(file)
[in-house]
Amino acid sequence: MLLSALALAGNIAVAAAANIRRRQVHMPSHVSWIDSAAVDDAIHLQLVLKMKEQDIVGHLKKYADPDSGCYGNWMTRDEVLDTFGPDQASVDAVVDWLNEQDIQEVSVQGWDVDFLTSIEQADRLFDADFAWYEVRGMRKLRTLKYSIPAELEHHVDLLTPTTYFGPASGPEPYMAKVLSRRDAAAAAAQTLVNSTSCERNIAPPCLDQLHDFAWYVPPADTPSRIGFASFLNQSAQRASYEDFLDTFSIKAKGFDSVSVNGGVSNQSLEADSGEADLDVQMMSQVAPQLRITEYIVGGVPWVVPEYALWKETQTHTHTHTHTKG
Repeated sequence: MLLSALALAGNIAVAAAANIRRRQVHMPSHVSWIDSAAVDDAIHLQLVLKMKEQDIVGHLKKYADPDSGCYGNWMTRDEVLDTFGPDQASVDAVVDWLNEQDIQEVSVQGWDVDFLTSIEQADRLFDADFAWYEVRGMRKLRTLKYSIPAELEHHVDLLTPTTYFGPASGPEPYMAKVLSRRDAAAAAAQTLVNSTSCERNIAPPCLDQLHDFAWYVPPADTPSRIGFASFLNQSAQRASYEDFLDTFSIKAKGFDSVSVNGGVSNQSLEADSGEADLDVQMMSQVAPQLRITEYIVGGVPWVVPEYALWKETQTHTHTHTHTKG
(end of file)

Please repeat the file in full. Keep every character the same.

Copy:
[in-house]
Amino acid sequence: MLLSALALAGNIAVAAAANIRRRQVHMPSHVSWIDSAAVDDAIHLQLVLKMKEQDIVGHLKKYADPDSGCYGNWMTRDEVLDTFGPDQASVDAVVDWLNEQDIQEVSVQGWDVDFLTSIEQADRLFDADFAWYEVRGMRKLRTLKYSIPAELEHHVDLLTPTTYFGPASGPEPYMAKVLSRRDAAAAAAQTLVNSTSCERNIAPPCLDQLHDFAWYVPPADTPSRIGFASFLNQSAQRASYEDFLDTFSIKAKGFDSVSVNGGVSNQSLEADSGEADLDVQMMSQVAPQLRITEYIVGGVPWVVPEYALWKETQTHTHTHTHTKG
Repeated sequence: MLLSALALAGNIAVAAAANIRRRQVHMPSHVSWIDSAAVDDAIHLQLVLKMKEQDIVGHLKKYADPDSGCYGNWMTRDEVLDTFGPDQASVDAVVDWLNEQDIQEVSVQGWDVDFLTSIEQADRLFDADFAWYEVRGMRKLRTLKYSIPAELEHHVDLLTPTTYFGPASGPEPYMAKVLSRRDAAAAAAQTLVNSTSCERNIAPPCLDQLHDFAWYVPPADTPSRIGFASFLNQSAQRASYEDFLDTFSIKAKGFDSVSVNGGVSNQSLEADSGEADLDVQMMSQVAPQLRITEYIVGGVPWVVPEYALWKETQTHTHTHTHTKG